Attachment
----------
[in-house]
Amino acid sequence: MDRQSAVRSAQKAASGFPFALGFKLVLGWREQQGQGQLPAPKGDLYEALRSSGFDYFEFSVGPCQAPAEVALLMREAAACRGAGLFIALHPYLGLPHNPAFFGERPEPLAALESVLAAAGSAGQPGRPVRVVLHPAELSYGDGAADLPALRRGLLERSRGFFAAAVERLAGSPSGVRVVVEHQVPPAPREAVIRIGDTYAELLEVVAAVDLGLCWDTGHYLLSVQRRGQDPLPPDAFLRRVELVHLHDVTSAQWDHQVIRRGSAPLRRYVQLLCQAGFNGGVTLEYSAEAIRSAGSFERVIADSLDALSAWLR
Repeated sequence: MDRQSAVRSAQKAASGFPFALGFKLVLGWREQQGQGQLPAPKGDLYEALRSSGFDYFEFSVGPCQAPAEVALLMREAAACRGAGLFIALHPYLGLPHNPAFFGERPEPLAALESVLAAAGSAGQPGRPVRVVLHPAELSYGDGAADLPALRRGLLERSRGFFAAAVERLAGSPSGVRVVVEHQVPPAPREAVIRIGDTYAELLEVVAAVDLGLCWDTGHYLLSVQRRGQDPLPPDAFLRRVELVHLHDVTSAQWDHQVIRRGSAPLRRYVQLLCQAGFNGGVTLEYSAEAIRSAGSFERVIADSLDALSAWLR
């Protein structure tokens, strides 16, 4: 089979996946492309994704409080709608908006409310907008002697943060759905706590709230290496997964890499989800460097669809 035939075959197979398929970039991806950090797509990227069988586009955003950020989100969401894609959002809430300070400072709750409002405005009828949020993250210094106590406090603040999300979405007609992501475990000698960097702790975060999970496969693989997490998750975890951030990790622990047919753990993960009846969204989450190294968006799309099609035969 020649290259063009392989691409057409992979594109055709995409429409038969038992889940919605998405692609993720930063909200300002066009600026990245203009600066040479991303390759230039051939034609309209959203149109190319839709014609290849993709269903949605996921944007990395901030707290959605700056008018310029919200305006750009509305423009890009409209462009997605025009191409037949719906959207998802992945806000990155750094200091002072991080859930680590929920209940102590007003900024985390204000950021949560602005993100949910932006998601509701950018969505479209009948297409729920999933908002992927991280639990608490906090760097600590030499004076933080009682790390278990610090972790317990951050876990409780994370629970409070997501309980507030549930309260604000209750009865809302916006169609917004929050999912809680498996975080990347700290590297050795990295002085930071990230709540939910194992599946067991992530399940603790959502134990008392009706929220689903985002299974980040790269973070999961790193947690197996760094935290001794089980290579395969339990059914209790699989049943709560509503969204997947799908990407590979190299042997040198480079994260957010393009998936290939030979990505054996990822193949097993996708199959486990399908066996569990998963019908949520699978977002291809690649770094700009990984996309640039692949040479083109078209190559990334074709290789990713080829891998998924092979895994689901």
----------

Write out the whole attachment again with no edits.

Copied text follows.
[in-house]
Amino acid sequence: MDRQSAVRSAQKAASGFPFALGFKLVLGWREQQGQGQLPAPKGDLYEALRSSGFDYFEFSVGPCQAPAEVALLMREAAACRGAGLFIALHPYLGLPHNPAFFGERPEPLAALESVLAAAGSAGQPGRPVRVVLHPAELSYGDGAADLPALRRGLLERSRGFFAAAVERLAGSPSGVRVVVEHQVPPAPREAVIRIGDTYAELLEVVAAVDLGLCWDTGHYLLSVQRRGQDPLPPDAFLRRVELVHLHDVTSAQWDHQVIRRGSAPLRRYVQLLCQAGFNGGVTLEYSAEAIRSAGSFERVIADSLDALSAWLR
Repeated sequence: MDRQSAVRSAQKAASGFPFALGFKLVLGWREQQGQGQLPAPKGDLYEALRSSGFDYFEFSVGPCQAPAEVALLMREAAACRGAGLFIALHPYLGLPHNPAFFGERPEPLAALESVLAAAGSAGQPGRPVRVVLHPAELSYGDGAADLPALRRGLLERSRGFFAAAVERLAGSPSGVRVVVEHQVPPAPREAVIRIGDTYAELLEVVAAVDLGLCWDTGHYLLSVQRRGQDPLPPDAFLRRVELVHLHDVTSAQWDHQVIRRGSAPLRRYVQLLCQAGFNGGVTLEYSAEAIRSAGSFERVIADSLDALSAWLR
């Protein structure tokens, strides 16, 4: 089979996946492309994704409080709608908006409310907008002697943060759905706590709230290496997964890499989800460097669809 035939075959197979398929970039991806950090797509990227069988586009955003950020989100969401894609959002809430300070400072709750409002405005009828949020993250210094106590406090603040999300979405007609992501475990000698960097702790975060999970496969693989997490998750975890951030990790622990047919753990993960009846969204989450190294968006799309099609035969 020649290259063009392989691409057409992979594109055709995409429409038969038992889940919605998405692609993720930063909200300002066009600026990245203009600066040479991303390759230039051939034609309209959203149109190319839709014609290849993709269903949605996921944007990395901030707290959605700056008018310029919200305006750009509305423009890009409209462009997605025009191409037949719906959207998802992945806000990155750094200091002072991080859930680590929920209940102590007003900024985390204000950021949560602005993100949910932006998601509701950018969505479209009948297409729920999933908002992927991280639990608490906090760097600590030499004076933080009682790390278990610090972790317990951050876990409780994370629970409070997501309980507030549930309260604000209750009865809302916006169609917004929050999912809680498996975080990347700290590297050795990295002085930071990230709540939910194992599946067991992530399940603790959502134990008392009706929220689903985002299974980040790269973070999961790193947690197996760094935290001794089980290579395969339990059914209790699989049943709560509503969204997947799908990407590979190299042997040198480079994260957010393009998936290939030979990505054996990822193949097993996708199959486990399908066996569990998963019908949520699978977002291809690649770094700009990984996309640039692949040479083109078209190559990334074709290789990713080829891998998924092979895994689901």